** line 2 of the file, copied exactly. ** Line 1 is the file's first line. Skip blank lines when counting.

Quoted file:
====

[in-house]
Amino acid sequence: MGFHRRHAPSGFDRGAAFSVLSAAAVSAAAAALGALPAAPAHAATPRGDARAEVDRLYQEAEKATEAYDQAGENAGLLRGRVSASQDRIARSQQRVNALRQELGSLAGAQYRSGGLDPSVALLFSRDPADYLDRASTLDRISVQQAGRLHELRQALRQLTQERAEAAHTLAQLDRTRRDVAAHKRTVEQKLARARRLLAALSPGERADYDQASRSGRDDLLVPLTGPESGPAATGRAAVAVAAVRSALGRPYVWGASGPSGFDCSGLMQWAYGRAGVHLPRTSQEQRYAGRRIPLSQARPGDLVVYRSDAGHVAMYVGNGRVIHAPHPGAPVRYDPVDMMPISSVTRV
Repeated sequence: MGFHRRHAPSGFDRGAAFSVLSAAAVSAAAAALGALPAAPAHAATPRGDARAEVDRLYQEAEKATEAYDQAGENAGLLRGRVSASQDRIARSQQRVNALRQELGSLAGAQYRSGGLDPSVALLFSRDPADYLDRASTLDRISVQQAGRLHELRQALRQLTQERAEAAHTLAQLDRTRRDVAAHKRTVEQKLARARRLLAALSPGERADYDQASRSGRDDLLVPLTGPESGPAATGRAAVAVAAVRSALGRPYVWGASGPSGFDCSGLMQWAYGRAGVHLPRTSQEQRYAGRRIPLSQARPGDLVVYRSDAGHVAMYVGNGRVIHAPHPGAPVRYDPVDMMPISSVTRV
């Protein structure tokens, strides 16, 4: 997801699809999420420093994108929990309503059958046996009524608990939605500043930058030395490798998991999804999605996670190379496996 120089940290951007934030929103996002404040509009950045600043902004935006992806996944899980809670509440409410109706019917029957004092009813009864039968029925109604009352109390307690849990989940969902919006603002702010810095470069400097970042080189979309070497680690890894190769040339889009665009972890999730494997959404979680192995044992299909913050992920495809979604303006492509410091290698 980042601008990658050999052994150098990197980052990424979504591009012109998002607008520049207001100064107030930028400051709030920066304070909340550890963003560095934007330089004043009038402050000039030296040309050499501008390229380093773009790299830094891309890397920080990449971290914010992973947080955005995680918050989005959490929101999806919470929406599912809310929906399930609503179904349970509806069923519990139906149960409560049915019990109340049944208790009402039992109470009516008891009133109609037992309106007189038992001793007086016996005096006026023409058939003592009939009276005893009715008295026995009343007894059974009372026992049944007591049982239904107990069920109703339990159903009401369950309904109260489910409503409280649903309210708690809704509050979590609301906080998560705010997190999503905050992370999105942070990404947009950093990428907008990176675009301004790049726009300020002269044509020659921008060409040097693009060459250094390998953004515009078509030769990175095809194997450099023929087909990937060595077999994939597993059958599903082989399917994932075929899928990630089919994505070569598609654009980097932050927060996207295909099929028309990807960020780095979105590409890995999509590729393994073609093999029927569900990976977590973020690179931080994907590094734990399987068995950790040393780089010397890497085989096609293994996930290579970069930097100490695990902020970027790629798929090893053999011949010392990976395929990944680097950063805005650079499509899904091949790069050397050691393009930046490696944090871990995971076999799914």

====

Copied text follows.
Amino acid sequence: MGFHRRHAPSGFDRGAAFSVLSAAAVSAAAAALGALPAAPAHAATPRGDARAEVDRLYQEAEKATEAYDQAGENAGLLRGRVSASQDRIARSQQRVNALRQELGSLAGAQYRSGGLDPSVALLFSRDPADYLDRASTLDRISVQQAGRLHELRQALRQLTQERAEAAHTLAQLDRTRRDVAAHKRTVEQKLARARRLLAALSPGERADYDQASRSGRDDLLVPLTGPESGPAATGRAAVAVAAVRSALGRPYVWGASGPSGFDCSGLMQWAYGRAGVHLPRTSQEQRYAGRRIPLSQARPGDLVVYRSDAGHVAMYVGNGRVIHAPHPGAPVRYDPVDMMPISSVTRV